A desperate shortage of rental properties has left tenants struggling as one letting specialist blames government policies

Lack of homes for rent is causing big issues and this is why there is a shortage

Rents across Britain rose by an average 6.7 per cent year-on-year in February 2022, according to Hamptons, while rents in the North rocketed by 9.6 per cent. As the cost of living crisis deepens, Hamptons estimates that the average tenanted household will spend a record 54 per cent of their post-tax income on rent and bills this year.

This equates to an extra £1,008 each year, with the total amount they spend on annual rent and bills set to rise to £17,914. While those in Southern regions are seeing some respite with rental growth cooling, in the Midlands and North it is picking up pace due to a supply and demand issue.

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Will Linley, chairman of letting specialist Linley & Simpson, which has more than 20 branches across Yorkshire and the Humber. He says: “Matching supply with demand has always been a constant see-saw challenge for letting agents. Yet the current imbalance is among the widest we have witnessed since we launched 25 years ago. This situation has long been predicted and is the culmination, and inevitable consequence, of a number of Government interventions over several years.”

Finding a rental home is getting harder

He cites the fact that landlords have been hit hard by increases in income tax and higher stamp duty rates, combined with a raft of recent compliance and legislative measures. “The canary in the coalmine sounded loud and clear a number of years ago about the impact all this would have but the warning was ignored,” says Will. “This double whammy has now resulted in fewer new landlords entering the market and some existing ones deciding to exit it.”

He says that extra costs faced by remaining landlords have translated into climbing rents for tenants He adds: “In many sectors, when there is a spike in customer demand for a product, you can quickly respond by simply stepping up the production line to meet it. Yet this is not a short-term fix open to the lettings industry as the solution is far more deep-rooted and long-term.It’s a challenge not dissimilar to that now facing the motor industry, where the shortage of new cars has seen the second-hand car market rocket.”

There is little hope on the horizon at the moment, according to Will, who says it is inevitable that the gap between spiralling rental demand and dwindling supply will widen further without urgent action at the highest level to drive through positive, sustainable change.

He believes that an increase in the supply needed now will only happen with new incentives to encourage more landlords to invest in buy-to-let. He would like to see the Government halt the run of increased tax burdens that has dampened the investment appetite of many private landlords, who he believes hold the key to unlocking more supply.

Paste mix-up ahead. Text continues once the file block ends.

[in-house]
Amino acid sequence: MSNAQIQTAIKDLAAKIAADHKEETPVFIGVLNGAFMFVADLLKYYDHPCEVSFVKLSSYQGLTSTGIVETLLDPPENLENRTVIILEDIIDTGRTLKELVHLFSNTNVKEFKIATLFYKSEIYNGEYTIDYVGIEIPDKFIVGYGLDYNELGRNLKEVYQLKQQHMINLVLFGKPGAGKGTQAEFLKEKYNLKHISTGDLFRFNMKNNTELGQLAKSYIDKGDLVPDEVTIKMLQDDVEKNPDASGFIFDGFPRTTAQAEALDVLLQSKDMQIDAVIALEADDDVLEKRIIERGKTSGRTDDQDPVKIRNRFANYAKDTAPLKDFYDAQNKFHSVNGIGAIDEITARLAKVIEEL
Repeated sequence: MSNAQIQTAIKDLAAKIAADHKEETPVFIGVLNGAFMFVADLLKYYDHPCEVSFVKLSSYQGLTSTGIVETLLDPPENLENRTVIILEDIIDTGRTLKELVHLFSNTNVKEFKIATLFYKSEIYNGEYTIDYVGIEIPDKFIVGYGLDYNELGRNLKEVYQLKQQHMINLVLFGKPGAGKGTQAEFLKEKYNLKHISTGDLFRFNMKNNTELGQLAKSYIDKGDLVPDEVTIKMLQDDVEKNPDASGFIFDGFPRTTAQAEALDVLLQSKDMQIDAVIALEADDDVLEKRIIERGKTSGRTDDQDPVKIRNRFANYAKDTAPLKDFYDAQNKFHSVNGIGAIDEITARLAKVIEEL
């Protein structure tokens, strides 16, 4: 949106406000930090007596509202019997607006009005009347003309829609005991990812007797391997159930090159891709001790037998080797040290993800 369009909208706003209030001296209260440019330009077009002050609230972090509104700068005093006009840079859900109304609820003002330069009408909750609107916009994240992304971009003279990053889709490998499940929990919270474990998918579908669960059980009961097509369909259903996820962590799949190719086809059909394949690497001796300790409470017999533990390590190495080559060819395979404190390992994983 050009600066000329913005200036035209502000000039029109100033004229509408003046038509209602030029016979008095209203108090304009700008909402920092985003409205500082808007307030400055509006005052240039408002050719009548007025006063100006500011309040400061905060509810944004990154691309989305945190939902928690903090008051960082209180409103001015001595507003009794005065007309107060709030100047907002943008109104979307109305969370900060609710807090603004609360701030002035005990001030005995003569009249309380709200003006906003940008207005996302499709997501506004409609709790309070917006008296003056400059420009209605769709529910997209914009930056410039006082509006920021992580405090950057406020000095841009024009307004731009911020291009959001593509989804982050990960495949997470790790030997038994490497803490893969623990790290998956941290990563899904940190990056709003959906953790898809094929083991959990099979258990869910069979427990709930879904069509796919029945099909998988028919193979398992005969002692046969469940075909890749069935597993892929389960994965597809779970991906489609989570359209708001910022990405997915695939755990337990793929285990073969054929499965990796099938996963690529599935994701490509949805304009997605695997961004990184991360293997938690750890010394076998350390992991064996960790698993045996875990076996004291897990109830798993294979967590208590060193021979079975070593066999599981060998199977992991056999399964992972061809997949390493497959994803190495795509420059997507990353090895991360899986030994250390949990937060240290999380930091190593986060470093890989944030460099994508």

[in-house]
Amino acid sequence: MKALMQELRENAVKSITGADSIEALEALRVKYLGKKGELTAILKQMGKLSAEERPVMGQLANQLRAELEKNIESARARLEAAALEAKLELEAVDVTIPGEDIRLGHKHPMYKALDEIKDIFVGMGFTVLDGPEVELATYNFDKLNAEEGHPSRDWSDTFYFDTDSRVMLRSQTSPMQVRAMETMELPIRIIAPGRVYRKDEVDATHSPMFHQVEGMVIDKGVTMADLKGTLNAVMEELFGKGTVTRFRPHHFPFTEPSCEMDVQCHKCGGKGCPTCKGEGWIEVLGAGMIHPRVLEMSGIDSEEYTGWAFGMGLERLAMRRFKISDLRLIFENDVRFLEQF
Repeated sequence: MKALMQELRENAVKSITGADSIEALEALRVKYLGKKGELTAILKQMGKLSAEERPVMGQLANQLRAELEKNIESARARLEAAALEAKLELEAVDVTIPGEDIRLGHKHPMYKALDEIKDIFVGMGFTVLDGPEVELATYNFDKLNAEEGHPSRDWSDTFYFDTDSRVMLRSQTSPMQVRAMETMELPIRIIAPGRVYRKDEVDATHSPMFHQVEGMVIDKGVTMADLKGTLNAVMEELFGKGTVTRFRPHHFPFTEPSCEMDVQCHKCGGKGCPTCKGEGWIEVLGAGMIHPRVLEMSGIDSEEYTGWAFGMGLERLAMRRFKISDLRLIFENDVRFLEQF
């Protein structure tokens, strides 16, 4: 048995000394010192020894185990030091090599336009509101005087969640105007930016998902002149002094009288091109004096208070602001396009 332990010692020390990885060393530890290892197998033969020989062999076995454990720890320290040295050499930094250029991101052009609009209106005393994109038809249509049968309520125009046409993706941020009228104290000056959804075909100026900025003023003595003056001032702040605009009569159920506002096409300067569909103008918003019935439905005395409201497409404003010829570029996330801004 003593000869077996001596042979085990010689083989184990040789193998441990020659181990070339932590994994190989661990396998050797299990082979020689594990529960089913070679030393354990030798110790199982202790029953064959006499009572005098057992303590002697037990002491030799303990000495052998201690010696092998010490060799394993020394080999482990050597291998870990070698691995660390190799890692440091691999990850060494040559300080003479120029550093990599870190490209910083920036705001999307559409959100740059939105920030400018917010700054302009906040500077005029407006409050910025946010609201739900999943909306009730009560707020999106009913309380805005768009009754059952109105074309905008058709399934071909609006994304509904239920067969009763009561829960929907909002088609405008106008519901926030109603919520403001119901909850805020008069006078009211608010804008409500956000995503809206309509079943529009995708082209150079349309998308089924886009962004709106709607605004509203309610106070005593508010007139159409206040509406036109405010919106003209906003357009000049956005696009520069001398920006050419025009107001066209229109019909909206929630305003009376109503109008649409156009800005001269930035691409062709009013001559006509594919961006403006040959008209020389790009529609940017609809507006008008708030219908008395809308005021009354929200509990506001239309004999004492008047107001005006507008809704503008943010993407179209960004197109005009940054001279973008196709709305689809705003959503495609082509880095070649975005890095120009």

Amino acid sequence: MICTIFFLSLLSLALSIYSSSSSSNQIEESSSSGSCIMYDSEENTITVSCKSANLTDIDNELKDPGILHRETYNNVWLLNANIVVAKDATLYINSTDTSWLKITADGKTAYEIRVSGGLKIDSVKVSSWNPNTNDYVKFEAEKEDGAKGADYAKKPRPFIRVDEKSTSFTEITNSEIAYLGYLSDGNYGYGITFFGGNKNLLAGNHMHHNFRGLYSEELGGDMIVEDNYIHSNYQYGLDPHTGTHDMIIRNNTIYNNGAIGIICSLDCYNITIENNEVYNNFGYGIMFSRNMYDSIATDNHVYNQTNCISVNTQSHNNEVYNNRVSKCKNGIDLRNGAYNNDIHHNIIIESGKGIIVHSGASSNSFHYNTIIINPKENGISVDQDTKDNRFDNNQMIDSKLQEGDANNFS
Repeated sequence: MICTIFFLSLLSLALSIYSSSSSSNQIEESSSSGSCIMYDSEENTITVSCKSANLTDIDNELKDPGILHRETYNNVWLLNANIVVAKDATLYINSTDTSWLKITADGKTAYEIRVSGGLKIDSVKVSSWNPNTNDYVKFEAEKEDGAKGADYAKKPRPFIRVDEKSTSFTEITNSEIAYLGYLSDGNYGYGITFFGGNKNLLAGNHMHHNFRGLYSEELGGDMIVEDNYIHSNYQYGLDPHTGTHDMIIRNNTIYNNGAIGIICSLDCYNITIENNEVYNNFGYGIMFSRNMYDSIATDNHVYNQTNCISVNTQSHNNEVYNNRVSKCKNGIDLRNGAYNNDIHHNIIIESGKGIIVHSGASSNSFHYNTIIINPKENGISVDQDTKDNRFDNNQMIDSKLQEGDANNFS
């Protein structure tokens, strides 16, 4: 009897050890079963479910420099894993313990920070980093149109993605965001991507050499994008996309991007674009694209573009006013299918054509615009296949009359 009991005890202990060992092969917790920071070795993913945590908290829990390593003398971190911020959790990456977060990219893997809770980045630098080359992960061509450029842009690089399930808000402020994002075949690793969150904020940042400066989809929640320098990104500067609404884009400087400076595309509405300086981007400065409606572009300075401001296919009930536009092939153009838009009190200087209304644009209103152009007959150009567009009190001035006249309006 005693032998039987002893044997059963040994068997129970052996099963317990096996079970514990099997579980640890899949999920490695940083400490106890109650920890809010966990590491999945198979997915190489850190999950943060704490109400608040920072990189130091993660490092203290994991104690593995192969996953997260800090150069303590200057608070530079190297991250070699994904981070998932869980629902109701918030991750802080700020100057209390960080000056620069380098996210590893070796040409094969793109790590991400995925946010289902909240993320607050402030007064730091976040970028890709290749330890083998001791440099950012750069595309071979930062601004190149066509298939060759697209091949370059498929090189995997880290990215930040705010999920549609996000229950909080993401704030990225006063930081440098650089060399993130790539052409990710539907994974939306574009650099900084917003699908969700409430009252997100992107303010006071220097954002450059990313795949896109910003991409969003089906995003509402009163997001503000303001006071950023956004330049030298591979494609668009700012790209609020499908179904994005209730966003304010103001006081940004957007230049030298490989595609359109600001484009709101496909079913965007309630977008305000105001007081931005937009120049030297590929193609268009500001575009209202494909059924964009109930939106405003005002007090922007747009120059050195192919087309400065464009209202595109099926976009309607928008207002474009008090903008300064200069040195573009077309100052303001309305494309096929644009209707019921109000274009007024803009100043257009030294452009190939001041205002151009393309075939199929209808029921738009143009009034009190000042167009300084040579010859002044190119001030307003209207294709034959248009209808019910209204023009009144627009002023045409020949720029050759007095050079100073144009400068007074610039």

While hopes have been pinned on large build-to-rent developments funded by institutions, including pension funds, Will says that the jury is out as to whether this is remedy for the sector’s supply problems. He said: “Here in Yorkshire, as in many parts of the country, there seems to be over-optimism that build to rent can deliver the right type of homes in the right location at the right price to meet the right needs. The focus on high-rise city centre towers of 20 storeys with largely one and two-bed apartments commanding premium fees is at odds with where the real boost is needed, which is helping families to rent bigger homes in the suburbs, close to schools.

“Neither does it match the needs of Yorkshire’s growing, ageing population. Let’s remember the number of over-50s renting has soared at breathtaking rates across the UK in the last decade. There are over 1.2m ‘silver tenants’ now, which is double the total just a decade ago.”

Will also points out his belief that the Government should focus on delivering significantly higher numbers of social housing to address the huge under-supply in that sector.“The lack of social housing is driving tenants into the private rented sector, when they ought to be catered for through social housing providers.”

The scale of the supply shortage is highlighted in new research, which has shown that almost five million households are in the private rented sector, which is more than double the number at the turn of the millennium, showing a shift towards renting for life rather than buying.

Will Linley says: “More people are seeing renting a home as a lifestyle choice, rather than a stepping stone to home ownership. Almost two in four tenants now rent the same home for over five years. Sadly, for the ever-growing number of Yorkshire people looking to rent, the dominant theme for 2022 will again be limited choice to meet their needs unless action is taken to reverse the shortfall of available stock.”

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